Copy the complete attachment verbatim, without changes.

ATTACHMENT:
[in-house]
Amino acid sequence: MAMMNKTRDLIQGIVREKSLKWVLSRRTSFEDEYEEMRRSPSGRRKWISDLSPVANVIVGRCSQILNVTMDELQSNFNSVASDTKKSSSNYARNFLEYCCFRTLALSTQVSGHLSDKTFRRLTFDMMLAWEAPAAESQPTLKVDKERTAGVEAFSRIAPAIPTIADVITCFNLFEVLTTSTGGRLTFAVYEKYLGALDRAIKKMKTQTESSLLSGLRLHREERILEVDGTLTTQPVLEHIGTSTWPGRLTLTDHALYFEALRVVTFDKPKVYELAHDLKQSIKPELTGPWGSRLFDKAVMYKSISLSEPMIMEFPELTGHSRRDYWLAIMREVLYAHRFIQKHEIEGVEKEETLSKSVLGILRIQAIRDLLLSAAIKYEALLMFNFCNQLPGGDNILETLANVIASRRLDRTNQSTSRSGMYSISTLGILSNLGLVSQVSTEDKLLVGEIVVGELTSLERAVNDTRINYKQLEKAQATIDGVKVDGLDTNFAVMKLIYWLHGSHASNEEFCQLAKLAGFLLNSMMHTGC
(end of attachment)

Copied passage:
[in-house]
Amino acid sequence: MAMMNKTRDLIQGIVREKSLKWVLSRRTSFEDEYEEMRRSPSGRRKWISDLSPVANVIVGRCSQILNVTMDELQSNFNSVASDTKKSSSNYARNFLEYCCFRTLALSTQVSGHLSDKTFRRLTFDMMLAWEAPAAESQPTLKVDKERTAGVEAFSRIAPAIPTIADVITCFNLFEVLTTSTGGRLTFAVYEKYLGALDRAIKKMKTQTESSLLSGLRLHREERILEVDGTLTTQPVLEHIGTSTWPGRLTLTDHALYFEALRVVTFDKPKVYELAHDLKQSIKPELTGPWGSRLFDKAVMYKSISLSEPMIMEFPELTGHSRRDYWLAIMREVLYAHRFIQKHEIEGVEKEETLSKSVLGILRIQAIRDLLLSAAIKYEALLMFNFCNQLPGGDNILETLANVIASRRLDRTNQSTSRSGMYSISTLGILSNLGLVSQVSTEDKLLVGEIVVGELTSLERAVNDTRINYKQLEKAQATIDGVKVDGLDTNFAVMKLIYWLHGSHASNEEFCQLAKLAGFLLNSMMHTGC